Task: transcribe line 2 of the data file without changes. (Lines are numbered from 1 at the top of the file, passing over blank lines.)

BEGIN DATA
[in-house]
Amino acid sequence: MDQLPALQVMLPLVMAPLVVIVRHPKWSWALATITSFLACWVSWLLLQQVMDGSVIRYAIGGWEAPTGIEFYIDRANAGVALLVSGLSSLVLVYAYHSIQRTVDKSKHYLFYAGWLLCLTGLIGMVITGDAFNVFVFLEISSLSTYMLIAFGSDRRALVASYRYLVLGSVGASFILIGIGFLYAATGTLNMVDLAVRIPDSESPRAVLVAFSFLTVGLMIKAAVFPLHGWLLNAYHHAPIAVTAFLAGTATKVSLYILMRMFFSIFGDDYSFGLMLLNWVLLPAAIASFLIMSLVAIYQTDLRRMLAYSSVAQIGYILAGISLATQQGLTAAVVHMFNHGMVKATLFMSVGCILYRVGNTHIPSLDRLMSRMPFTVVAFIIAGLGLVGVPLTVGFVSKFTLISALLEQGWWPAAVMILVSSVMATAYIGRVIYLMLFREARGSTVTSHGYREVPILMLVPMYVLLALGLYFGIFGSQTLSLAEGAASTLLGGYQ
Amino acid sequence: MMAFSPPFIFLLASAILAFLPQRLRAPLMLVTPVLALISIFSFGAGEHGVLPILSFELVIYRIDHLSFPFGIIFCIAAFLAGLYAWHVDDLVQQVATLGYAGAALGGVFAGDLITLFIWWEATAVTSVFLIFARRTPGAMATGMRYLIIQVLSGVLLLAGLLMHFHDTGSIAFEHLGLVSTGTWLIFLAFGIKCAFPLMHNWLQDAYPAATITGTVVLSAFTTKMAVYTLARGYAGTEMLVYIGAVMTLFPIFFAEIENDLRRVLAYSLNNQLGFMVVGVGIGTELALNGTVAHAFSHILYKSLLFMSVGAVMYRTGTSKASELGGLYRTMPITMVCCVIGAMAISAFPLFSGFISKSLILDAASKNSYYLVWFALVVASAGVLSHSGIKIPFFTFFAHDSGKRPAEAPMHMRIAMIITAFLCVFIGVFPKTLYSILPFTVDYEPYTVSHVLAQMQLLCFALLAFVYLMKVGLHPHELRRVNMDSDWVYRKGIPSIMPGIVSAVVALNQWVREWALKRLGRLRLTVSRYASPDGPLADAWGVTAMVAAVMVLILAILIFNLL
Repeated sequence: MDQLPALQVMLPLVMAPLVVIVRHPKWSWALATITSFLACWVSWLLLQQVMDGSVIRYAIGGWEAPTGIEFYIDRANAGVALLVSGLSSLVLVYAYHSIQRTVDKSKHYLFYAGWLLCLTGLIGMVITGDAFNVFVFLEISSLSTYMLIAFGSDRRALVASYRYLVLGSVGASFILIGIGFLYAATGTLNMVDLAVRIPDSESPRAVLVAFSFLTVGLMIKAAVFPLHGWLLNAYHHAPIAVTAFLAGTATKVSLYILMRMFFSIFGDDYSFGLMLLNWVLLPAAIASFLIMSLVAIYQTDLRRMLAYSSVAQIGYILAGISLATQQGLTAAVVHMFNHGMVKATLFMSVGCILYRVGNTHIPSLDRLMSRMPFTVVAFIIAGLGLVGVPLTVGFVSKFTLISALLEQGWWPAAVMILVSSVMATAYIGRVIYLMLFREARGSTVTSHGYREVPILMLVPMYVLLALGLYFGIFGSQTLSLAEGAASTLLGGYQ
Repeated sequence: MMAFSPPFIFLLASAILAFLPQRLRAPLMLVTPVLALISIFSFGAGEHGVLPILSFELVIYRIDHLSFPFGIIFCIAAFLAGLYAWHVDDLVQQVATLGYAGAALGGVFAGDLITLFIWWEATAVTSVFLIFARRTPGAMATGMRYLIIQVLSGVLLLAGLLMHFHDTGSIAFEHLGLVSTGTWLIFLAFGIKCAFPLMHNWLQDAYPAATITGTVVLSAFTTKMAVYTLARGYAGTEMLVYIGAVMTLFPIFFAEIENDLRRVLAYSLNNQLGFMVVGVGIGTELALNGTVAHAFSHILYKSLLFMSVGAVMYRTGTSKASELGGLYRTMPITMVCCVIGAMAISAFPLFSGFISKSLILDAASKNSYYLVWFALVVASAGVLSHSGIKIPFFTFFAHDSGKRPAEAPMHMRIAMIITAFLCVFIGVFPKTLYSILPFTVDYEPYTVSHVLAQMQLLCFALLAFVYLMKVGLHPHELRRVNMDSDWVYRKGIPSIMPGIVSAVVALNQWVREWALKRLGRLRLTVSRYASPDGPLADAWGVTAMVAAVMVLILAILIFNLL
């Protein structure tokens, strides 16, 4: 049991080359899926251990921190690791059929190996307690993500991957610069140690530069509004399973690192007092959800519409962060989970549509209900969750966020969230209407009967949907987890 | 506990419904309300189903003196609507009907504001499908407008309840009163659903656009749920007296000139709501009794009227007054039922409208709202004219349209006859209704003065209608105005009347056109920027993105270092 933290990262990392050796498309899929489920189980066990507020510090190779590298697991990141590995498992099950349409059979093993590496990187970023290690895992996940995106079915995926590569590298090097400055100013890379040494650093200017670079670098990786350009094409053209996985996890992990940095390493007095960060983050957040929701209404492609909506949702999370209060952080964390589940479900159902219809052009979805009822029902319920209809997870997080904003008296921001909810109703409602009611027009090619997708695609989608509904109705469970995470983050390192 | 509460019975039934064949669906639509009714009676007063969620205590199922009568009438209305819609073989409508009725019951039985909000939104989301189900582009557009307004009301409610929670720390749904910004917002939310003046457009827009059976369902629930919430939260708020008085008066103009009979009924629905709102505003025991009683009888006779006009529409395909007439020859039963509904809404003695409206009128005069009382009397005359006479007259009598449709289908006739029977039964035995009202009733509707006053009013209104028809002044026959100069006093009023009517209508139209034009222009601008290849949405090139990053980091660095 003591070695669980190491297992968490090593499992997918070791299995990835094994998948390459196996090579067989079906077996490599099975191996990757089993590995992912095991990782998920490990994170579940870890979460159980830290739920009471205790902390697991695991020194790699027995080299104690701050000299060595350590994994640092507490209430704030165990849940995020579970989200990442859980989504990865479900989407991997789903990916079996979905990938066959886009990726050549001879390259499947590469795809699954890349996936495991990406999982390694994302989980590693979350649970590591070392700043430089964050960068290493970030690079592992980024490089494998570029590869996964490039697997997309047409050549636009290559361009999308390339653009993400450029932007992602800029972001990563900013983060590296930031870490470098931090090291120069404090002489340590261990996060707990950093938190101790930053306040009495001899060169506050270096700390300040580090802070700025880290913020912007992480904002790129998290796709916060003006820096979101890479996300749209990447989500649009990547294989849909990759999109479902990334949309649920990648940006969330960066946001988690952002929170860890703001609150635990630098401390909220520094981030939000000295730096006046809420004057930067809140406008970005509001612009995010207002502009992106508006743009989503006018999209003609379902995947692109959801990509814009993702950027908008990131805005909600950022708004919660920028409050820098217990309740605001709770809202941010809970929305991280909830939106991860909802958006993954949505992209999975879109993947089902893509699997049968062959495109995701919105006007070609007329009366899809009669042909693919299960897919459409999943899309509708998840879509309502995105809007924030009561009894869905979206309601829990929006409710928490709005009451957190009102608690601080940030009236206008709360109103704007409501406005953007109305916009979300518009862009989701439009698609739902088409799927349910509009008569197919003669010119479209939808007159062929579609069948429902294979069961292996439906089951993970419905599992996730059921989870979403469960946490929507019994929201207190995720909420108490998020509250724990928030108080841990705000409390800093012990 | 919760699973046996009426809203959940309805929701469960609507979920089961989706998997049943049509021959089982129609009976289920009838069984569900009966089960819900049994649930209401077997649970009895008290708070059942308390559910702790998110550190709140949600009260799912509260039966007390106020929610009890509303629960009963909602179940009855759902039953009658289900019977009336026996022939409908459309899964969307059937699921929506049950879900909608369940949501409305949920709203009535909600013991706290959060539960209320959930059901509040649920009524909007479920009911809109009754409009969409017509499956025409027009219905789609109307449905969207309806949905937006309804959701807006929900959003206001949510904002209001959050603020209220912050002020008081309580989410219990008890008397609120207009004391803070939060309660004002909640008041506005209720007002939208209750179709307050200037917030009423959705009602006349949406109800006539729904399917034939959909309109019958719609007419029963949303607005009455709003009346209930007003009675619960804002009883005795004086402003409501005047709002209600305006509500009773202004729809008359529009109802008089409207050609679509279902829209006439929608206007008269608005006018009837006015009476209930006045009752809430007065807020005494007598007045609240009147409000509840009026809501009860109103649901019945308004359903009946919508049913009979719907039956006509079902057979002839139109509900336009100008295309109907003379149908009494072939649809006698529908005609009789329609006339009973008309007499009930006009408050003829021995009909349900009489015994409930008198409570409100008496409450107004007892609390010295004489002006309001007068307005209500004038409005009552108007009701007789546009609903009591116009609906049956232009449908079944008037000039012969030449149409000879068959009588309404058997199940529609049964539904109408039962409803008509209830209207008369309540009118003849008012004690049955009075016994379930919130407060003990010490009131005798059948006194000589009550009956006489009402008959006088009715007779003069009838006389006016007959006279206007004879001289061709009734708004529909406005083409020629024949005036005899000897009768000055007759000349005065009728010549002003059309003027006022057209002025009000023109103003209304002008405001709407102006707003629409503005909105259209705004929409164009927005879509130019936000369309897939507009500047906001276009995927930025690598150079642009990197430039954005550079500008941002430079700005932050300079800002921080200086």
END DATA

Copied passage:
Amino acid sequence: MDQLPALQVMLPLVMAPLVVIVRHPKWSWALATITSFLACWVSWLLLQQVMDGSVIRYAIGGWEAPTGIEFYIDRANAGVALLVSGLSSLVLVYAYHSIQRTVDKSKHYLFYAGWLLCLTGLIGMVITGDAFNVFVFLEISSLSTYMLIAFGSDRRALVASYRYLVLGSVGASFILIGIGFLYAATGTLNMVDLAVRIPDSESPRAVLVAFSFLTVGLMIKAAVFPLHGWLLNAYHHAPIAVTAFLAGTATKVSLYILMRMFFSIFGDDYSFGLMLLNWVLLPAAIASFLIMSLVAIYQTDLRRMLAYSSVAQIGYILAGISLATQQGLTAAVVHMFNHGMVKATLFMSVGCILYRVGNTHIPSLDRLMSRMPFTVVAFIIAGLGLVGVPLTVGFVSKFTLISALLEQGWWPAAVMILVSSVMATAYIGRVIYLMLFREARGSTVTSHGYREVPILMLVPMYVLLALGLYFGIFGSQTLSLAEGAASTLLGGYQ